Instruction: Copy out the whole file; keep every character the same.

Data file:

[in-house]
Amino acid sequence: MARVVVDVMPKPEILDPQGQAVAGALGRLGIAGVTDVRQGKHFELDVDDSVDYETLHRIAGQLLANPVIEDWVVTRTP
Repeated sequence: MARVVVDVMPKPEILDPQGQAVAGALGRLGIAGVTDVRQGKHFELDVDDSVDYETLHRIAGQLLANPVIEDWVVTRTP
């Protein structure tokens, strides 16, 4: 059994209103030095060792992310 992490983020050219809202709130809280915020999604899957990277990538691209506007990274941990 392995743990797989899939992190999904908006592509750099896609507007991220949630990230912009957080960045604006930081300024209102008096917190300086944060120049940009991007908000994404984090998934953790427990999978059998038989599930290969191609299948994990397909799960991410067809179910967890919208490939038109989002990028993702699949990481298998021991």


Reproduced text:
[in-house]
Amino acid sequence: MARVVVDVMPKPEILDPQGQAVAGALGRLGIAGVTDVRQGKHFELDVDDSVDYETLHRIAGQLLANPVIEDWVVTRTP
Repeated sequence: MARVVVDVMPKPEILDPQGQAVAGALGRLGIAGVTDVRQGKHFELDVDDSVDYETLHRIAGQLLANPVIEDWVVTRTP
């Protein structure tokens, strides 16, 4: 059994209103030095060792992310 992490983020050219809202709130809280915020999604899957990277990538691209506007990274941990 392995743990797989899939992190999904908006592509750099896609507007991220949630990230912009957080960045604006930081300024209102008096917190300086944060120049940009991007908000994404984090998934953790427990999978059998038989599930290969191609299948994990397909799960991410067809179910967890919208490939038109989002990028993702699949990481298998021991």